Drawing diagrams with PlantUML

Custom Images

In addition to the integrated icons, you can also create custom images. Listing 9 shows the source for embedding a custom image, and Figure 8 shows its output.

Listing 9

Embedding Images

01 @startuml
02 sprite tux linuxtux.png
03 Linux->World : I am here <$tux>, where are you?
04 Linux<-World : I am SO glad to see you!
05 @enduml
Figure 8: You can easily embed any image you want in your diagrams.

To do this, define a sprite (a graphical element) with a label (tux in my example) and associate it with an actual image on your hard drive. Next, you can place the image where you want by calling its label with the syntax shown in line 3 of Listing 8. In addition to regular images, you may define and embed custom sprites [7], which are monochrome images that are defined similarly to traditional ASCII art right inside your UML code:

startuml
sprite $foo1 {
  FFFFFFFFFFFFFFF
  F0123456789ABCF
  F0123456789ABCF
  FFFFFFFFFFFFFFF
}

This format is less esoteric than it may seem. Each hexadecimal digit inside the curly braces corresponds to one pixel of the image, and its value corresponds to the gray level of that pixel, with   being white, and F being black. For further details on embedded sprites, see the PlantUML guide [5].

UML Programming

UML's creators have given it several capabilities of a real programming language.

You can include comments in your UML files to make them more readable. Single line comments start with one simple quote ('), and multiline comments are enclosed by /' and '/ tags.

Lines that start with exclamation marks (!) are preprocessing directives, with which you can give PlantUML general instructions or make it interact with your system. The following

!log Now generating a Gantt Diagram

tells PlantUML to log a message, by writing it to its standard output.

PlantUML also uses variables and functions. PlantUML variables can only contain strings or integer numbers; it is good practice to give them names starting with a dollar sign ($), like Perl. Besides storing values for later use, variables can also be used for simple flow control, to decide what to draw where:

Alice -> Bob : Are you free tonight?
!if ($day == "Saturday")
Alice <- Bob : yes
!else
Alice -> Bob : no, I'm sorry
!endif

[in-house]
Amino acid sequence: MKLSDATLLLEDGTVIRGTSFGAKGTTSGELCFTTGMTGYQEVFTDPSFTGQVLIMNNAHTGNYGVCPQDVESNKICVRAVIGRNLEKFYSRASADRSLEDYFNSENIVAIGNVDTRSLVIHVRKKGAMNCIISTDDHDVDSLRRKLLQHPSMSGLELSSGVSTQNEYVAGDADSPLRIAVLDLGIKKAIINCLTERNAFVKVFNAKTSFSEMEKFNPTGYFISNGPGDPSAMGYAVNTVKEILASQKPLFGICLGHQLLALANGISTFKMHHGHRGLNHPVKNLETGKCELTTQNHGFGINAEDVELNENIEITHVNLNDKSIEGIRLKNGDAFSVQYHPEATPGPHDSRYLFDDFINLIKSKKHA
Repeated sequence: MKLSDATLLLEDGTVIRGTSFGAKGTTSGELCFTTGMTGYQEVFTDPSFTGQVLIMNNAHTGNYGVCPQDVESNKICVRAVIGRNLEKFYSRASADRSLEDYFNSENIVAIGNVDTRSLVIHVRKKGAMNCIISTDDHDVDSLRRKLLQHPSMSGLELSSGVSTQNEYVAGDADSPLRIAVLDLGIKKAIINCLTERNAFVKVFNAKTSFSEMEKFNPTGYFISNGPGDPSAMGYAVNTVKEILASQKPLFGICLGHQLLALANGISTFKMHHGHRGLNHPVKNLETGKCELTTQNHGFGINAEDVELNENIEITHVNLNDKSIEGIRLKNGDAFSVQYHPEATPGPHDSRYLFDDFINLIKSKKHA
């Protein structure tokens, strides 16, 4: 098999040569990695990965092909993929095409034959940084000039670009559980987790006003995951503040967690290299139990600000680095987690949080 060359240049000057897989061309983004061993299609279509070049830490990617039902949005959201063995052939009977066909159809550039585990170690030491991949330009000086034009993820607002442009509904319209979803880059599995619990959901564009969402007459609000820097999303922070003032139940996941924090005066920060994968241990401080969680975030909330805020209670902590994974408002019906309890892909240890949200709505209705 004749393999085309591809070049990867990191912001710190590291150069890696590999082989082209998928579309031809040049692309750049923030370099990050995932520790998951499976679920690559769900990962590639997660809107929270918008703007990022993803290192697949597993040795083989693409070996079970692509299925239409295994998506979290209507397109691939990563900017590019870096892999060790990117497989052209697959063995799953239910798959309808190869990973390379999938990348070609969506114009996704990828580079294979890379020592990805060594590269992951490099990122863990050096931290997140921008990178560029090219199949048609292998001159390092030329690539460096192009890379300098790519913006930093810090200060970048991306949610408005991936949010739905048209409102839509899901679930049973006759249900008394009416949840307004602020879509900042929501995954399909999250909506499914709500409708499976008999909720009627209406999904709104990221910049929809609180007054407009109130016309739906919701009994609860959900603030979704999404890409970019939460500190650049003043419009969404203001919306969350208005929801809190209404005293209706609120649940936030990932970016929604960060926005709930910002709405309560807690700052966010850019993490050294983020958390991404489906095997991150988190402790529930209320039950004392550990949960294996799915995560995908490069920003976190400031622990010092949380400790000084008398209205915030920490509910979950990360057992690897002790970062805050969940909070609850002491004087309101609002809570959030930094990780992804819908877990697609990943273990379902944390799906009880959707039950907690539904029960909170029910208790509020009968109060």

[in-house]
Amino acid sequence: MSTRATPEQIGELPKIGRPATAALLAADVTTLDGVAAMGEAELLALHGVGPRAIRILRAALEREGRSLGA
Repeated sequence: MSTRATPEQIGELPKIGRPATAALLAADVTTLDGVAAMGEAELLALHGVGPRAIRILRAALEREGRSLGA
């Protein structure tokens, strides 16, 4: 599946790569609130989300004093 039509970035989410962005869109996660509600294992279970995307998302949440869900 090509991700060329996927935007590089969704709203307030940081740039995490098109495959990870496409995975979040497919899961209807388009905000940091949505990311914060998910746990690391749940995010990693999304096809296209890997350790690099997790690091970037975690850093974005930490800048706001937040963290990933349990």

PlantUML supports three different types of functions: built-in, void, and return functions. Built-in functions, which have names starting with %, include operators like %strlen (string length) or %substr (substring extraction). Other built-in functions give access to system information, like file location or the current date.

Void and return functions are recognizable, because, like variables, their names must start with a dollar sign ($). The difference is simple between void and return functions and summarized in Listing 10.

Listing 10

Void and Return Functions

01 !function $warning($source, $recipient)
02 $source --> $recipient : Warning! You have been hacked!
03 !endfunction
04 !function $halfvalue($a)
05 !return $a/2
06 !endfunction

Void functions directly insert something (normally one statement) into the UML diagram description. In Listing 10, the $warning function (line 1) will print a warning from user $source to user $recipient whenever it is called, obviously replacing $source and $recipient with the current values of those variables. Return functions perform a calculation or string processing and return the result (lines 4 and 5); they are often called from other functions.

In both void and return functions, you can define local variables, which are not visible from outside the function, and set default values for the arguments.

Code Management

In UML, as in software in general, reuse is almost always good, and duplication is almost always bad. You can put all the configuration and formatting functions that you regularly use in one file and make PlantUML load it as follows:

java -jar /path/to/plantuml.jar -config "./config.cfg" dir1

To do the same thing with the actual drawing code (e.g., the initial part of a sequence exchange or flow diagram) that you want to duplicate in other diagrams, you can write the corresponding code once (maybe packaging it as a function) in one file. Then !include that file in other files every time you need it as follows:

@startuml
!include common-diagrams-section.iuml
.. your other UML code here
@enduml

By doing this, any change in that single file will be seen and reloaded by all the files that include it the next time you run PlantUML, just as if you had copied and pasted common-diagrams-section in each file. The !include directive supports URLs, so you may even load code directly from the Internet or your company network. By default, a file can only be included once. You may include the same file several times in your code with the !include_many directive, but think twice before doing it: It may make your code unmanageable.

Syntax-wise, you may also put several independent blocks of common code in the same file, each within its own @startuml/@enduml statements, and identify each of those blocks by their number. A directive like !include myuml.txt!1 will then load only the second (numbering starts from  ) block within myuml.txt. To improve code readability, you can assign names to a block

@startuml(id=SOME_IDENTIFIER)

and then include only that block with this statement

!include foo.txt!SOME_IDENTIFIER

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